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Published April 1959 | metadata_only
Journal Article

A single-stranded deoxyribonucleic acid from bacteriophage φX174


The deoxyribonucleic acid (DNA) of bacteriophage φX174 can be extracted by phenolic denaturation of the virus protein. The DNA thus obtained has a molecular weight of 1·7 × 10^6, indicating that there is one molecule per virus particle. This φX DNA does not have a complementary nucleotide composition. The ultraviolet absorption of this DNA is strongly dependent upon temperature in the range 20° to 60°C, and upon NaCl concentration in the range 10^(−3) to 10^0 M. This DNA reacts with formaldehyde at 37°C and is precipitated by plumbous ions. This evidence is interpreted to mean that the purine and pyrimidine rings are not involved in a tightly hydrogen-bonded complementary structure. Light scattering studies indicate that this DNA is highly flexible and that its configuration is strongly dependent upon the ionic strength of the solution. Upon treatment with pancreatic deoxyribonuclease, the weight-average molecular weight decreases in accordance with the function expected for a single-stranded molecule. It is concluded that the DNA of bacteriophage φX174 is single-stranded.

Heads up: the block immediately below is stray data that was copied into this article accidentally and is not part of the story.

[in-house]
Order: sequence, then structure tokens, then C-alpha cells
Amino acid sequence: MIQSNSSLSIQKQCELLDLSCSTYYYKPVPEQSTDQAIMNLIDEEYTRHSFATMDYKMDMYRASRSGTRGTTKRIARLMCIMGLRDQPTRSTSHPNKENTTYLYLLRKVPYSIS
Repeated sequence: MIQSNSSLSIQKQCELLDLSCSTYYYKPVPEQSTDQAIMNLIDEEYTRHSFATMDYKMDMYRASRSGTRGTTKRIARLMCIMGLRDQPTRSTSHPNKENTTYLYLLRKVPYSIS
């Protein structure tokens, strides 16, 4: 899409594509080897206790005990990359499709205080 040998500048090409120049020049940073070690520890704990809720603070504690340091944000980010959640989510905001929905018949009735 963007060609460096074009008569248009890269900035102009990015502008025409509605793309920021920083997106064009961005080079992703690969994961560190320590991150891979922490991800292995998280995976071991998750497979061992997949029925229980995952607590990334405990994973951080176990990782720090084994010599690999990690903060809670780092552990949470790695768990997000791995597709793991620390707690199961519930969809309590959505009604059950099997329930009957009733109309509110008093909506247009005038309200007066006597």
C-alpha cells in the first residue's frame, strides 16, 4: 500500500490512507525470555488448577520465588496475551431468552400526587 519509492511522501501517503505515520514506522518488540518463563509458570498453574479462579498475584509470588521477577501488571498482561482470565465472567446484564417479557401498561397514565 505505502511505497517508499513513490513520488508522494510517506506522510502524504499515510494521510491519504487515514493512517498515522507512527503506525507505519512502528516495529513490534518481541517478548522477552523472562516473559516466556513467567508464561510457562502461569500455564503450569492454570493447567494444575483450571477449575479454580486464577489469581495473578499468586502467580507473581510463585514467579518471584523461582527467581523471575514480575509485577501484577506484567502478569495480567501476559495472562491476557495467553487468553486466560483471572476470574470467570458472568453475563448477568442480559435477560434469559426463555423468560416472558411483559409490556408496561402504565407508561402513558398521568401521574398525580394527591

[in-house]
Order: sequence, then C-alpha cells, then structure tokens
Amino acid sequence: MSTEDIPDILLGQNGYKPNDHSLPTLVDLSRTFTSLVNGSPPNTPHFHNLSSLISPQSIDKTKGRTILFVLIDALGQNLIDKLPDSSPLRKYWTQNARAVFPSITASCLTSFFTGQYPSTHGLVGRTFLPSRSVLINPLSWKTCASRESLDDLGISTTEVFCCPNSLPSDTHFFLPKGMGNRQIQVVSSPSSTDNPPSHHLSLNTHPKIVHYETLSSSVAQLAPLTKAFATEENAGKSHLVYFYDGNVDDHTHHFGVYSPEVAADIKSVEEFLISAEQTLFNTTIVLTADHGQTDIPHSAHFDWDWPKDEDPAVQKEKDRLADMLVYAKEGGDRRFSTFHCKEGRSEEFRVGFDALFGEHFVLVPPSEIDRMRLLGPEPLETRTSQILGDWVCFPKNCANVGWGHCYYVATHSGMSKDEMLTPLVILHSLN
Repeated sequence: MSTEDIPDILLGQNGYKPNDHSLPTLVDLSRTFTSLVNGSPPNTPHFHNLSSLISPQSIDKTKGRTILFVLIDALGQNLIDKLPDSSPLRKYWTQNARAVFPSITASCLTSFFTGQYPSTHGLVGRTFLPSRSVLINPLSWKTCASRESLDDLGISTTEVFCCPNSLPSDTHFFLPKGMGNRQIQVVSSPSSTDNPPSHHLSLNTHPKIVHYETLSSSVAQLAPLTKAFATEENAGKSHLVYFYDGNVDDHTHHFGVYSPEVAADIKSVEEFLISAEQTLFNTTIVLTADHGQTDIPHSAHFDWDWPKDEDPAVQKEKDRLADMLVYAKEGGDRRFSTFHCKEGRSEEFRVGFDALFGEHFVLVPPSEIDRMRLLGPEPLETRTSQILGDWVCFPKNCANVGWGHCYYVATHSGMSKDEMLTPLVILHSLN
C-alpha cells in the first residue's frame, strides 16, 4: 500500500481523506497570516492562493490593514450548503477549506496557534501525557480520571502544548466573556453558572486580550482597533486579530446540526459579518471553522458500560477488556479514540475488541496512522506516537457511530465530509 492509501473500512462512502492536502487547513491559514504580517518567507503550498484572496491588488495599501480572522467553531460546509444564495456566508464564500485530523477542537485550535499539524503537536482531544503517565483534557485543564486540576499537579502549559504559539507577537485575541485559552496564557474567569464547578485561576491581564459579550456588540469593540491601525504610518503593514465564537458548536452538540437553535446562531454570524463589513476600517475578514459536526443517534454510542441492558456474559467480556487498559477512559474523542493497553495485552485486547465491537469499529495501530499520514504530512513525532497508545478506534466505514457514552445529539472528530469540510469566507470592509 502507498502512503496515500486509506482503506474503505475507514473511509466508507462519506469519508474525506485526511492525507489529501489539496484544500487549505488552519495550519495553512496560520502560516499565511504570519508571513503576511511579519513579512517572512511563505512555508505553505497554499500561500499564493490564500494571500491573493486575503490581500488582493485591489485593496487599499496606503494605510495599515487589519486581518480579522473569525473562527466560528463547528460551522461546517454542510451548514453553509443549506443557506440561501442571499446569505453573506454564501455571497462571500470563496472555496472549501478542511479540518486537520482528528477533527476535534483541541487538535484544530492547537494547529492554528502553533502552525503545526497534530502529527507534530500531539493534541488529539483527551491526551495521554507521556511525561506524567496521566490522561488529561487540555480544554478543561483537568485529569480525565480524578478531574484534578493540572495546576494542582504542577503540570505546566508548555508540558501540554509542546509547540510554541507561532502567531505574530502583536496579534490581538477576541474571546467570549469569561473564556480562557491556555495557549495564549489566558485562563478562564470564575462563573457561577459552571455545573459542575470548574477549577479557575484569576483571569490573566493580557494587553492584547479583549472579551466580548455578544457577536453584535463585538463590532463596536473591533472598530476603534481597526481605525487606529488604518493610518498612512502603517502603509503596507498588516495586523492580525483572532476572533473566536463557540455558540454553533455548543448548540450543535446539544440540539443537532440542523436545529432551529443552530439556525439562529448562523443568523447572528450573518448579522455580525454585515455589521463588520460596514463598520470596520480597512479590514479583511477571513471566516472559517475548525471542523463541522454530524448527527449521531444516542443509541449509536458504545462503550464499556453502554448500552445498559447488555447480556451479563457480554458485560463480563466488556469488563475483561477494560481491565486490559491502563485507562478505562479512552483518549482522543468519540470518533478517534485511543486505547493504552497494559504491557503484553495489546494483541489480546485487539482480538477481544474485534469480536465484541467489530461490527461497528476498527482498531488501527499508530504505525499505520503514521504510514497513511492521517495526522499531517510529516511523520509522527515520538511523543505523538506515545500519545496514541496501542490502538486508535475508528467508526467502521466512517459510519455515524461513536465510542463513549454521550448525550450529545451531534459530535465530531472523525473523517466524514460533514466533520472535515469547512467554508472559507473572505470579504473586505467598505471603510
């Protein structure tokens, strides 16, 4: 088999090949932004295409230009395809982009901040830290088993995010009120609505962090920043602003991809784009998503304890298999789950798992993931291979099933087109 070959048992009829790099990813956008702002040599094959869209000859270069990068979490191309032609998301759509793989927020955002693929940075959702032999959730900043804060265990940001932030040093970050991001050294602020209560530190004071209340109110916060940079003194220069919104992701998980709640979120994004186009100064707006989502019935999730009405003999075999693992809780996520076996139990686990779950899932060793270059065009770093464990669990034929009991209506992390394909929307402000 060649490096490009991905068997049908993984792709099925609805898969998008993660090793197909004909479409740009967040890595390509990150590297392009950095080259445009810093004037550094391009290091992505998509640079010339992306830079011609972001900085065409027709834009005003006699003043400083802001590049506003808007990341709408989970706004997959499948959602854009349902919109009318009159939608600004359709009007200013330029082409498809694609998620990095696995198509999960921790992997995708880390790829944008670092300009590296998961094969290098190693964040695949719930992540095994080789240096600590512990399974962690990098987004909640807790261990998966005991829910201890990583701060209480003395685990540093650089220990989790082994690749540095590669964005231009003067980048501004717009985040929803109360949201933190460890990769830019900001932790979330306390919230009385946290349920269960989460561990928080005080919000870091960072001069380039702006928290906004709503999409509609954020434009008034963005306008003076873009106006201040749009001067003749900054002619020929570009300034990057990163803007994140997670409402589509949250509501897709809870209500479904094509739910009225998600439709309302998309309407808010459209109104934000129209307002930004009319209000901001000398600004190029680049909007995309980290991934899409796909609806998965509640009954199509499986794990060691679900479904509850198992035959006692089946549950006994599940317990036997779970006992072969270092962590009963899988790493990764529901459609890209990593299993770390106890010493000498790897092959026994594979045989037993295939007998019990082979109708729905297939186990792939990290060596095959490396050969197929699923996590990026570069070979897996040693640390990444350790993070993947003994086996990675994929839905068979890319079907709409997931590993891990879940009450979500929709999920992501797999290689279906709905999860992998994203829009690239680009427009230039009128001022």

Additional Information

© 1959 Elsevier Ltd. (Received 16 January 1959) This research has been supported by grants from the U.S. Public Health Service, the American Cancer Society, and the California Division of the American Cancer Society.

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August 19, 2023
August 19, 2023